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Corruption in school applications, says parent

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Ten years ago, whilst applying to a former model C high school in the Cape Town area for this daughter, Adiel Ismail, noticed that the schools admissions policies for learners were not aligned with the Western Cape Education Department’s (WCED) policies. Ismail then went ahead to query these policies.

These inconsistencies were first brought to Ismail’s attention when he applied to have his daughter enter an unnamed high school. When Ismail sent in his daughter’s application, he addressed the school with these issues and his daughter’s application was taken and subsequently successful. Other parents however are unaware that certain policies implemented by schools are in fact illegal.

“These inconsistencies can be noted when comparing the schools policies with that of the WCED as well as with the South African schools act (SASA),” Mr Ismail stated.

“These contraventions were brought to the WCED 10 years ago,” Ismail said adding that the case is still ongoing.

A meeting will be held next week where the National Department of Education will meet with the WCED to discuss these inconsistencies.

“The schools governing body with its autocratic behaviour were not prepared to address these issues,” Ismail added stating that initially he had addressed the SGB before going to the WCED with this matter.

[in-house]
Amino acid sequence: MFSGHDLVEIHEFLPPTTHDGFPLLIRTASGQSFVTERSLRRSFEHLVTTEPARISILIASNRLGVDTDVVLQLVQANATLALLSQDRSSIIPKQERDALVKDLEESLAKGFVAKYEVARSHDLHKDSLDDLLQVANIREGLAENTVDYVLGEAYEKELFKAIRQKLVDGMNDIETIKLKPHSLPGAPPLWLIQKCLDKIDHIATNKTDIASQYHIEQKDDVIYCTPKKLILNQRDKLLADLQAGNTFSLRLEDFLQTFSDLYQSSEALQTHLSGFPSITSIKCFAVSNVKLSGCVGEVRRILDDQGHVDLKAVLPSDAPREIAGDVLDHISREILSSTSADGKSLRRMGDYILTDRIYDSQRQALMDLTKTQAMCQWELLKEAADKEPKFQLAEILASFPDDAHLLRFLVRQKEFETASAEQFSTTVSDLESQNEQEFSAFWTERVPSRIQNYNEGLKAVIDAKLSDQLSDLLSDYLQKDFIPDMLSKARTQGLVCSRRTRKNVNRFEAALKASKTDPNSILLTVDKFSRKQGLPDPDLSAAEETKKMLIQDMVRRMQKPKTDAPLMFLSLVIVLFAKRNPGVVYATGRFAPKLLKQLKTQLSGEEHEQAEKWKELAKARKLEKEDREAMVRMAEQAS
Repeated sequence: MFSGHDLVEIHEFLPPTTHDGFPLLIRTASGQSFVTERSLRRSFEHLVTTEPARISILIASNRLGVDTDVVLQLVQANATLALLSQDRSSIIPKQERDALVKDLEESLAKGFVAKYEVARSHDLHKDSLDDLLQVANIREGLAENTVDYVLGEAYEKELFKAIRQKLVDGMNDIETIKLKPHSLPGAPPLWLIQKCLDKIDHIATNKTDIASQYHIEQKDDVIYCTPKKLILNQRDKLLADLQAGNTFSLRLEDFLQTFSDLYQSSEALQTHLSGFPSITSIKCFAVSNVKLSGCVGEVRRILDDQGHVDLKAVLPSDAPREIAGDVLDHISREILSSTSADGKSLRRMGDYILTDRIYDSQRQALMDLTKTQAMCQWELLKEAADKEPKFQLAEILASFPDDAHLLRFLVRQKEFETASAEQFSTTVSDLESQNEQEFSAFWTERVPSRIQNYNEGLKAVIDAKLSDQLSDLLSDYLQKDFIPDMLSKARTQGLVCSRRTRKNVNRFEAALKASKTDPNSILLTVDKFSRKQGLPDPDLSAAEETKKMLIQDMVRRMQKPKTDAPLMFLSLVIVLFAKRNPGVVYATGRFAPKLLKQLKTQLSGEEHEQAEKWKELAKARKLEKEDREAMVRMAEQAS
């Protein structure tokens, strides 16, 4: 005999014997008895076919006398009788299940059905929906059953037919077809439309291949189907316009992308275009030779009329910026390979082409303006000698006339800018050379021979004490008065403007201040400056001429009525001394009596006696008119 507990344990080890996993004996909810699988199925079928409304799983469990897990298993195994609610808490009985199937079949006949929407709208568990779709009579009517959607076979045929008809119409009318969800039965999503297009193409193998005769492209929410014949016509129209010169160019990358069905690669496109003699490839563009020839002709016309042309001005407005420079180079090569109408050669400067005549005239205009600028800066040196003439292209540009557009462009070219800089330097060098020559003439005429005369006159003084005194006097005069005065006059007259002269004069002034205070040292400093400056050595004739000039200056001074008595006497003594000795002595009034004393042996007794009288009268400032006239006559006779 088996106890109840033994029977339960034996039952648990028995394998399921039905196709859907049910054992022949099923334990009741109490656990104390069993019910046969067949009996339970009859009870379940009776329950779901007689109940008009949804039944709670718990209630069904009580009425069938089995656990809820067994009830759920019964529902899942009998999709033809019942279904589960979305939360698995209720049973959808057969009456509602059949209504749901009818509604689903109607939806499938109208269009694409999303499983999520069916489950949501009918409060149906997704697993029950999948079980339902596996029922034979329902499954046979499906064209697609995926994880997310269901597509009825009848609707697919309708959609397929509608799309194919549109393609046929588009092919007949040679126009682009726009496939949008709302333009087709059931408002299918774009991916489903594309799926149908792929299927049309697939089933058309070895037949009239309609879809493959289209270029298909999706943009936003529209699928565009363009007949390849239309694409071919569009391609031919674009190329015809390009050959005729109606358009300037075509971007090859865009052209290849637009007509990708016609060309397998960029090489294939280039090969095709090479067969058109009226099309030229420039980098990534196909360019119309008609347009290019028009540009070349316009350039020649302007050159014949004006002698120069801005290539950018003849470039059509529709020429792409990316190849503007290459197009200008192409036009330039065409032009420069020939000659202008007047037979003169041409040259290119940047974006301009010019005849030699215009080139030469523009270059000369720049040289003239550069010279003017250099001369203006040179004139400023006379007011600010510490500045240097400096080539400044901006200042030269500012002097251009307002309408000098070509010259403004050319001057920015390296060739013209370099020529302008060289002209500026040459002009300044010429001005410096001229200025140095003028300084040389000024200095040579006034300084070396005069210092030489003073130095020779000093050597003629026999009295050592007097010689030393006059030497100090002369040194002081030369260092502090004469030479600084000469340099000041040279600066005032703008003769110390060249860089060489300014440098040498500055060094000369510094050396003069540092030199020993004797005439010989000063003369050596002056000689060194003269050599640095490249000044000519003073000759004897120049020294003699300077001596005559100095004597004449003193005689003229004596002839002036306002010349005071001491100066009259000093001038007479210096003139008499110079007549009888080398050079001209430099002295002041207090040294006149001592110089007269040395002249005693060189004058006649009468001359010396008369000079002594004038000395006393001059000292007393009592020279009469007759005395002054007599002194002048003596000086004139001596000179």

It is Ismail’s opinion that the WCED has a number of former Model C schools under its jurisdiction and does not want to interfere with the management of these schools as they are top performing schools.

One of the issues is that these former Model C schools reject certain applicants as they do not live in the area in which the school is located.

“Many of our learners are being prevented from attending these schools because of these archaic practices,” Ismail went further.

Paddie Attwell, spokesperson for the WCED, stated that the Western Cape does not apply a zoning policy where schools must enrol children from their area, but schools by tradition give preference to pupils from their local area.

Attwell also noted that the practice of charging application fees is illegal and that the issue comes up every year.

Parents enrol their kids in a few schools which charge a non-refundable application fee. Ismail urges parents not to pay these fees as the school goes against government policy when asking for an application fee, whatever they may call it.

Parents are also encouraged to look up SASA as well as the WCED policies when applying to schools for their children as this may make a big difference on whether the child attends a specific school or not. VOC (Umarah Hartley)


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